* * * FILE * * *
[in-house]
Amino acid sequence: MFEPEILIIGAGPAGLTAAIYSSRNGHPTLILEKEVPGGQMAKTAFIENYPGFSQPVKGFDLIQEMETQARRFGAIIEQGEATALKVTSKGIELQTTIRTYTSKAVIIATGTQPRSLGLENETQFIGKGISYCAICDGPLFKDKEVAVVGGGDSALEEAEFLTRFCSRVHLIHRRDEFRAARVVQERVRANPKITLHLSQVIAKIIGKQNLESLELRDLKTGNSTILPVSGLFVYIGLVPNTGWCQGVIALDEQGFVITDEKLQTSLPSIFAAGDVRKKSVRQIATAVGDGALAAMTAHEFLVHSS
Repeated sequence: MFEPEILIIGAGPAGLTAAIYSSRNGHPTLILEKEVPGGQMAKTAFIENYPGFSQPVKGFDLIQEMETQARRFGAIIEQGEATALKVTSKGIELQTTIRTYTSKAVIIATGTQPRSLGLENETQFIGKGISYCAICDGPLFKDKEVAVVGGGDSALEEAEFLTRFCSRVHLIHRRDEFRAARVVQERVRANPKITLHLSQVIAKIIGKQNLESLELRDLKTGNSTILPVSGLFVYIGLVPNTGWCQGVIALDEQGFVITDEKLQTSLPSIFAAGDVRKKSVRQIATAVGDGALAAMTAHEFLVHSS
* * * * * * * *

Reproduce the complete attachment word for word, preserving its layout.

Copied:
[in-house]
Amino acid sequence: MFEPEILIIGAGPAGLTAAIYSSRNGHPTLILEKEVPGGQMAKTAFIENYPGFSQPVKGFDLIQEMETQARRFGAIIEQGEATALKVTSKGIELQTTIRTYTSKAVIIATGTQPRSLGLENETQFIGKGISYCAICDGPLFKDKEVAVVGGGDSALEEAEFLTRFCSRVHLIHRRDEFRAARVVQERVRANPKITLHLSQVIAKIIGKQNLESLELRDLKTGNSTILPVSGLFVYIGLVPNTGWCQGVIALDEQGFVITDEKLQTSLPSIFAAGDVRKKSVRQIATAVGDGALAAMTAHEFLVHSS
Repeated sequence: MFEPEILIIGAGPAGLTAAIYSSRNGHPTLILEKEVPGGQMAKTAFIENYPGFSQPVKGFDLIQEMETQARRFGAIIEQGEATALKVTSKGIELQTTIRTYTSKAVIIATGTQPRSLGLENETQFIGKGISYCAICDGPLFKDKEVAVVGGGDSALEEAEFLTRFCSRVHLIHRRDEFRAARVVQERVRANPKITLHLSQVIAKIIGKQNLESLELRDLKTGNSTILPVSGLFVYIGLVPNTGWCQGVIALDEQGFVITDEKLQTSLPSIFAAGDVRKKSVRQIATAVGDGALAAMTAHEFLVHSS